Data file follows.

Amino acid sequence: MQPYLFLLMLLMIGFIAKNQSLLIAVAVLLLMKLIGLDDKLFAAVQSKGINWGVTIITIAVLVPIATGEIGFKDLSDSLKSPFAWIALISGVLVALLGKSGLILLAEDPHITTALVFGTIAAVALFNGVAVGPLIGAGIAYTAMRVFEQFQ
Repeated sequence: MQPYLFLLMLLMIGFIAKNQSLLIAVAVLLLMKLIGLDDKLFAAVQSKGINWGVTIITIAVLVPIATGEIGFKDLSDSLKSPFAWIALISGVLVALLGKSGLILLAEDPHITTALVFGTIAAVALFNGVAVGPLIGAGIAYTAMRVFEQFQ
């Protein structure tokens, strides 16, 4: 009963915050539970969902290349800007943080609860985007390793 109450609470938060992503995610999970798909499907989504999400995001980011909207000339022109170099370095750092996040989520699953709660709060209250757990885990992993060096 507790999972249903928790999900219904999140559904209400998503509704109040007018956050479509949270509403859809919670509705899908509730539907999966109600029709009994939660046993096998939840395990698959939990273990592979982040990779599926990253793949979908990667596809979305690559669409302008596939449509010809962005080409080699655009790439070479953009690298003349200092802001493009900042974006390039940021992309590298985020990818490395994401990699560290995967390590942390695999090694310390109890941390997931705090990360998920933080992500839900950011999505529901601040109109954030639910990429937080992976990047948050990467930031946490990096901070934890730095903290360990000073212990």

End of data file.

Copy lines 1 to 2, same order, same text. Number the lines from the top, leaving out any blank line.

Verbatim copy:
Amino acid sequence: MQPYLFLLMLLMIGFIAKNQSLLIAVAVLLLMKLIGLDDKLFAAVQSKGINWGVTIITIAVLVPIATGEIGFKDLSDSLKSPFAWIALISGVLVALLGKSGLILLAEDPHITTALVFGTIAAVALFNGVAVGPLIGAGIAYTAMRVFEQFQ
Repeated sequence: MQPYLFLLMLLMIGFIAKNQSLLIAVAVLLLMKLIGLDDKLFAAVQSKGINWGVTIITIAVLVPIATGEIGFKDLSDSLKSPFAWIALISGVLVALLGKSGLILLAEDPHITTALVFGTIAAVALFNGVAVGPLIGAGIAYTAMRVFEQFQ